A satellite image shows an oil slick following Hurricane Ida, south of Port Fourchon, Louisiana, U.S., September 2, 2021. European Union, Copernicus Sentinel data [2021], processed by Maxar Satellite/Handout via REUTERS.

Talos Says Its Assets Are Not the Source of Large Oil Slick Off Port Fourchon

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September 8, 2021

Houston-based Talos Energy has again stated that its assets were not the source of an oil release in Bay Marchand Block 5, off the coast of Port Fourchon, Louisiana in the U.S. Gulf of Mexico. Yet, Talos says it has opted to continue to lead response efforts to contain and control the release.

Talos said it was initially notified of a release observed on Bay Marchand Block 5 in Louisiana state waters on Tuesday, August 31st due to its status as a prior lessee of the block. The company ceased production from the block in 2017 and, subsequently, Talos says wells were appropriately isolated from the producing reservoir according to regulatory standards and all Talos pipeline infrastructure was removed by 2019. 

Upon notification of the discharge, Talos says it immediately initiated its response team and vessels began to arrive on location on Wednesday, September 1, to conduct oil containment and recovery operations with booms and skimmers. A lift boat equipped with a dive spread arrived on location on Saturday, September 4. Divers were deployed this past Sunday to investigate potential sources of the release. 

Talos says it conducted both physical inspections and subsea sonar scans that confirmed Talos assets were not the source or cause of the release, but it also observed several non-Talos owned subsea pipelines that were likely impacted by Hurricane Ida, including a 12″ diameter non-Talos owned pipeline that appears to be the source of the release. On Monday, September 6, response personnel installed a containment dome on the affected pipe, which allows for the recovery of the release and transfer to surface vessels.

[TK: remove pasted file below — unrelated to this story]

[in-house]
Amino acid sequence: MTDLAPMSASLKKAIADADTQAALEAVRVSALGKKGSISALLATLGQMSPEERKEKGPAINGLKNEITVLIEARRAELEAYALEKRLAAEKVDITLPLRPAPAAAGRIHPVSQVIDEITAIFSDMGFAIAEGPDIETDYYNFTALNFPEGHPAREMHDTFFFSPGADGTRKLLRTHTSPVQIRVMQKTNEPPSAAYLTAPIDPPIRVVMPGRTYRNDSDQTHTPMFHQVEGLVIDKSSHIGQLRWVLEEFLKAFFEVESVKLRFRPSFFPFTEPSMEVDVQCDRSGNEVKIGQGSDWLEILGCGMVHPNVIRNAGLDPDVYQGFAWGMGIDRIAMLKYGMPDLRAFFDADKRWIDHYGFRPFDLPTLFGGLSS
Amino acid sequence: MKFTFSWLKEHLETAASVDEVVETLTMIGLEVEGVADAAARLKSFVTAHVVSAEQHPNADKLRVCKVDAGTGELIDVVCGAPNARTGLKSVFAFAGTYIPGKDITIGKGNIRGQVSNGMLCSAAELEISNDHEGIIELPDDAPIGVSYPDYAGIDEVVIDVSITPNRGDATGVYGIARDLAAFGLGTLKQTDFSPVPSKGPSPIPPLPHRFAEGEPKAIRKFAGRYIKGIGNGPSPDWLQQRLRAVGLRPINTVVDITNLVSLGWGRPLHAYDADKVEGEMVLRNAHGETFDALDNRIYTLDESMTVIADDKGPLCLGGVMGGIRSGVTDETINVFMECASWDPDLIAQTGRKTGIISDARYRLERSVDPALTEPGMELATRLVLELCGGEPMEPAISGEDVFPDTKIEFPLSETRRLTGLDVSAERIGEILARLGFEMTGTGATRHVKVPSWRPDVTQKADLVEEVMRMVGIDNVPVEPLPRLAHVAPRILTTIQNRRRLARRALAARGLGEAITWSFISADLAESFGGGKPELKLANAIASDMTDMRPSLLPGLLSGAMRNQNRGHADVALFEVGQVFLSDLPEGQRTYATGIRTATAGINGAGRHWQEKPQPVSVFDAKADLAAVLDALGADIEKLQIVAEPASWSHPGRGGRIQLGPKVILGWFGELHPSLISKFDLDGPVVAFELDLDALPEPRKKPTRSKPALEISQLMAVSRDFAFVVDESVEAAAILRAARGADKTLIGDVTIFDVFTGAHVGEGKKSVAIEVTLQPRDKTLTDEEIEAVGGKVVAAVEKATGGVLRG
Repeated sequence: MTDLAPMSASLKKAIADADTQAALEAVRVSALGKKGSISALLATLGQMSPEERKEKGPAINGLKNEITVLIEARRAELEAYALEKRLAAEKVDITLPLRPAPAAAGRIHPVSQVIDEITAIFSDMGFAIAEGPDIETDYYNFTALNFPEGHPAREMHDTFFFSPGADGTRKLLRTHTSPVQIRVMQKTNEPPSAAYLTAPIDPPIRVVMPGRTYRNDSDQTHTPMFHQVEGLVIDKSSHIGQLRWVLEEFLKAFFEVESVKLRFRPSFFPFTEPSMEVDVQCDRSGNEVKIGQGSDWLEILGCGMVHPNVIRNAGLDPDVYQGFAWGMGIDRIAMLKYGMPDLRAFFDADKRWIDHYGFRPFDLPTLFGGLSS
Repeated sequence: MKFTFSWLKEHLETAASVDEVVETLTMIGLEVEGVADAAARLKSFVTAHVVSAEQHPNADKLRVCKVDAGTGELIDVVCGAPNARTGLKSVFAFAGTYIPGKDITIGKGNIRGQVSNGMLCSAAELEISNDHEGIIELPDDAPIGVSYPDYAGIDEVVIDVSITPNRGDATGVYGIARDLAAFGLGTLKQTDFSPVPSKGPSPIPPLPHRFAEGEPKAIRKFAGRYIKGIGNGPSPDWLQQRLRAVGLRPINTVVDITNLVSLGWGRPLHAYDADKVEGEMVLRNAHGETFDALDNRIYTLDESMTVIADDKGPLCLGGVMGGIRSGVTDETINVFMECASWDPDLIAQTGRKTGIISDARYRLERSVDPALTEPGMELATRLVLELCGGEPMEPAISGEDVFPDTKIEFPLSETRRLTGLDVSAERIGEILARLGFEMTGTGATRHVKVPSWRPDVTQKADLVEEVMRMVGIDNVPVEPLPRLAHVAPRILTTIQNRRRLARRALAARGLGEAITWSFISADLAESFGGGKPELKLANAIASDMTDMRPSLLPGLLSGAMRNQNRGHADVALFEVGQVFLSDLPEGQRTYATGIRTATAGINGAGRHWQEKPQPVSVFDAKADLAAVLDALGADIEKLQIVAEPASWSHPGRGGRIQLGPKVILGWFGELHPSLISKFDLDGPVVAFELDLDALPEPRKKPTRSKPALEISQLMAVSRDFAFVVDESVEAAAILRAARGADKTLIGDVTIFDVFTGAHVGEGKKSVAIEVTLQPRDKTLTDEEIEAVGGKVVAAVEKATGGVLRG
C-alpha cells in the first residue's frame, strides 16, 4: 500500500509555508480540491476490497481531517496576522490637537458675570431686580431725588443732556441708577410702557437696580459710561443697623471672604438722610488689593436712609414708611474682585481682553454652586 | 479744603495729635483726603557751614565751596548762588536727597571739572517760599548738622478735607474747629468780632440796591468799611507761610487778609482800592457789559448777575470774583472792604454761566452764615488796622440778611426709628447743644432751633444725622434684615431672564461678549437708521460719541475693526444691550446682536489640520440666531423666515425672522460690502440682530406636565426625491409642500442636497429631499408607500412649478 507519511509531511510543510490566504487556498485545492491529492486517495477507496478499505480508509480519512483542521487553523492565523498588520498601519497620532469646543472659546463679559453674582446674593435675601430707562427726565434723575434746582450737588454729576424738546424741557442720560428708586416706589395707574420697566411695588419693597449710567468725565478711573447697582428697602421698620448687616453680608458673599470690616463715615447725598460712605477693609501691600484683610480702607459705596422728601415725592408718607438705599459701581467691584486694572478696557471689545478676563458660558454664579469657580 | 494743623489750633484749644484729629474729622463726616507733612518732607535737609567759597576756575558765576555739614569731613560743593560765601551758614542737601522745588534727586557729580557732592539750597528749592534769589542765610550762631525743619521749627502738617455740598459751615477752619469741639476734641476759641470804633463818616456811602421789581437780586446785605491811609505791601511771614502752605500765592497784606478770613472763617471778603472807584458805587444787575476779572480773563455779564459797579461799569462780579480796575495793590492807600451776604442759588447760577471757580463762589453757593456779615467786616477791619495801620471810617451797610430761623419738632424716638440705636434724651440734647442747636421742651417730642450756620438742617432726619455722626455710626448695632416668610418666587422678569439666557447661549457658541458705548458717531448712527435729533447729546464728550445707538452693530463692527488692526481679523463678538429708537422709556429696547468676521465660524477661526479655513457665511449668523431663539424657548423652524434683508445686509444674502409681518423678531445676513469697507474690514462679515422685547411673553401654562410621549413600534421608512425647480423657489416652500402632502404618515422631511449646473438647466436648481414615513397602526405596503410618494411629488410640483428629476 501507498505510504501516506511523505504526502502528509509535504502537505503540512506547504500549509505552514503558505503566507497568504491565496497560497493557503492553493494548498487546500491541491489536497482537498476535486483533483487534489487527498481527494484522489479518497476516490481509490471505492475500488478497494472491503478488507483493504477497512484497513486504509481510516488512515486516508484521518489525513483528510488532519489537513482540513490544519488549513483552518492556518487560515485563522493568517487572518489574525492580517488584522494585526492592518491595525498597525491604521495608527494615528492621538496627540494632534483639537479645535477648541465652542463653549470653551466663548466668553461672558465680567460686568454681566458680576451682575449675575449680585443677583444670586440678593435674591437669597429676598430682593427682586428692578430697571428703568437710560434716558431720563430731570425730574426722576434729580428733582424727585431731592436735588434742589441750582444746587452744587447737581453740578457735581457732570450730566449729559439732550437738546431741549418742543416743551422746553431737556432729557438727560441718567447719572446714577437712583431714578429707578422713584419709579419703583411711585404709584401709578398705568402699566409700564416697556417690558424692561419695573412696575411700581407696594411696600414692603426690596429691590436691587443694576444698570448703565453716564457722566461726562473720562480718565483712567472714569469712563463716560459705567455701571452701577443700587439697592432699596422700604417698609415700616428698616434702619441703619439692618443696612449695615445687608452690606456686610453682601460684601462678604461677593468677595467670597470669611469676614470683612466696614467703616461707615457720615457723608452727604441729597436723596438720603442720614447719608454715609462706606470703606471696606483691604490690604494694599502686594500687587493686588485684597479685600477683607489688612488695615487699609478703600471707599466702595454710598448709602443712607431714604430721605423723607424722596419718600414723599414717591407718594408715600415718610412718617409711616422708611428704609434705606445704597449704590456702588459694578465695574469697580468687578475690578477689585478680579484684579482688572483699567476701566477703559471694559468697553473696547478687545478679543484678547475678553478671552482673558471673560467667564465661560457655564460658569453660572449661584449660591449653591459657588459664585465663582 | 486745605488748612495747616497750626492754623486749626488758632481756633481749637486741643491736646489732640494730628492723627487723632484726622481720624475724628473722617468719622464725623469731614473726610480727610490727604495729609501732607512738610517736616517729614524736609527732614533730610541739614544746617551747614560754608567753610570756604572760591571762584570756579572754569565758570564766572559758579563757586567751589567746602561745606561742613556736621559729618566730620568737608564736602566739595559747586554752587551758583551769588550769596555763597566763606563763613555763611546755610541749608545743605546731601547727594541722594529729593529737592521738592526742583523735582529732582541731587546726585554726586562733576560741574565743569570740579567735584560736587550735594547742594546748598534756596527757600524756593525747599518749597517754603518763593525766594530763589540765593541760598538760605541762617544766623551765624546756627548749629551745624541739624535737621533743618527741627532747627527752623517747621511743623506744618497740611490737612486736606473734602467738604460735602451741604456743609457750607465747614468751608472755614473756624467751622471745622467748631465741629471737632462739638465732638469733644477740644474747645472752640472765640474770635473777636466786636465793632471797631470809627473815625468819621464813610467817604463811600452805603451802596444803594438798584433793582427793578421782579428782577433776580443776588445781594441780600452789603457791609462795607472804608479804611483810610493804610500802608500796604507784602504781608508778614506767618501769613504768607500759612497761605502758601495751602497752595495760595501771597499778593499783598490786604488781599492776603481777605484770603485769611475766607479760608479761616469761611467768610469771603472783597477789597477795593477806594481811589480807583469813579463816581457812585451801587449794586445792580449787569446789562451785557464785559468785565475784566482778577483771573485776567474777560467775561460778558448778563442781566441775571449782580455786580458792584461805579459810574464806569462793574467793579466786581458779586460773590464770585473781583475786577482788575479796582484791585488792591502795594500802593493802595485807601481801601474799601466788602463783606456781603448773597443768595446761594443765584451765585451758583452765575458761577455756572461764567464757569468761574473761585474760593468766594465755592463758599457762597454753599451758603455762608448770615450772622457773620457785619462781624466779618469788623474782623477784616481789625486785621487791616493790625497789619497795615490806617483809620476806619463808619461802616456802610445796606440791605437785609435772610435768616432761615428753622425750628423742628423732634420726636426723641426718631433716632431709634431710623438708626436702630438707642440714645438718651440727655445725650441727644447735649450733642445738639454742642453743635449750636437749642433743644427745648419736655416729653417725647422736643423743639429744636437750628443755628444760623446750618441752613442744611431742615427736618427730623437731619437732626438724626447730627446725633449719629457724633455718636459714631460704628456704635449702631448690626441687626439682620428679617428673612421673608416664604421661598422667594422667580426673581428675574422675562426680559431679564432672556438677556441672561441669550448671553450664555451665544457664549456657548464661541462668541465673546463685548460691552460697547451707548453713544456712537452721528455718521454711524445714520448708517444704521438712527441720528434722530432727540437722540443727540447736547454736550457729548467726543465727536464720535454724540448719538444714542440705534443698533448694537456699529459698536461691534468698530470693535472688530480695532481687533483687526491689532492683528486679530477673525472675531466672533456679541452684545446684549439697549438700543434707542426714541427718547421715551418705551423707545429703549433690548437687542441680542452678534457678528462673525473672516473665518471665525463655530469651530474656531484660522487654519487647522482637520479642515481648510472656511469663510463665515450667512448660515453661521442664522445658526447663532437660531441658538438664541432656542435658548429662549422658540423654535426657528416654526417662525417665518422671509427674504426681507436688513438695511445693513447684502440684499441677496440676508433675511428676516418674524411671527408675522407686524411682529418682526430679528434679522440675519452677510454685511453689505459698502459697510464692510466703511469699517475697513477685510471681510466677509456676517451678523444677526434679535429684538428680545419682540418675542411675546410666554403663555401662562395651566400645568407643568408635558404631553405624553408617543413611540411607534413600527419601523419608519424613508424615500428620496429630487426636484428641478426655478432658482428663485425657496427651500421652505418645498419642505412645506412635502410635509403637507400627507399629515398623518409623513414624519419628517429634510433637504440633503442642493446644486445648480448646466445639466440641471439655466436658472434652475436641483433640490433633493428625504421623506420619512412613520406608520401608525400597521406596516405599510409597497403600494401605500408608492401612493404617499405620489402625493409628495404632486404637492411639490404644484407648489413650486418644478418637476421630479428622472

The U.S. Coast Guard has since reported visual surveillance, surface evidence of the release has significantly diminished and there have been no observed impacts to shoreline or wildlife.

Talos says it is working closely with the USCG and Louisiana state officials to identify the owner of the line and is continuing to collaborate with USCG and other state and federal officials to receive approval to initiate permanent repair of the line. A timeline for repair operations is still being determined.

John Spath, Talos Senior Vice President of Production Operations, who is leading the Company’s response efforts, commented: “Our team is doing everything possible to spearhead a fast, effective and safe containment and clean-up. Although the spill was unrelated to our operations, it was important to mobilize and identify the source and to contain the release to reduce safety and environmental risks. Though we have confirmed our assets are not involved, Talos is committed to establishing containment and control of the release. Our team reacted quickly and did the right thing, and we will continue working with local, state and federal regulators to see this through.”

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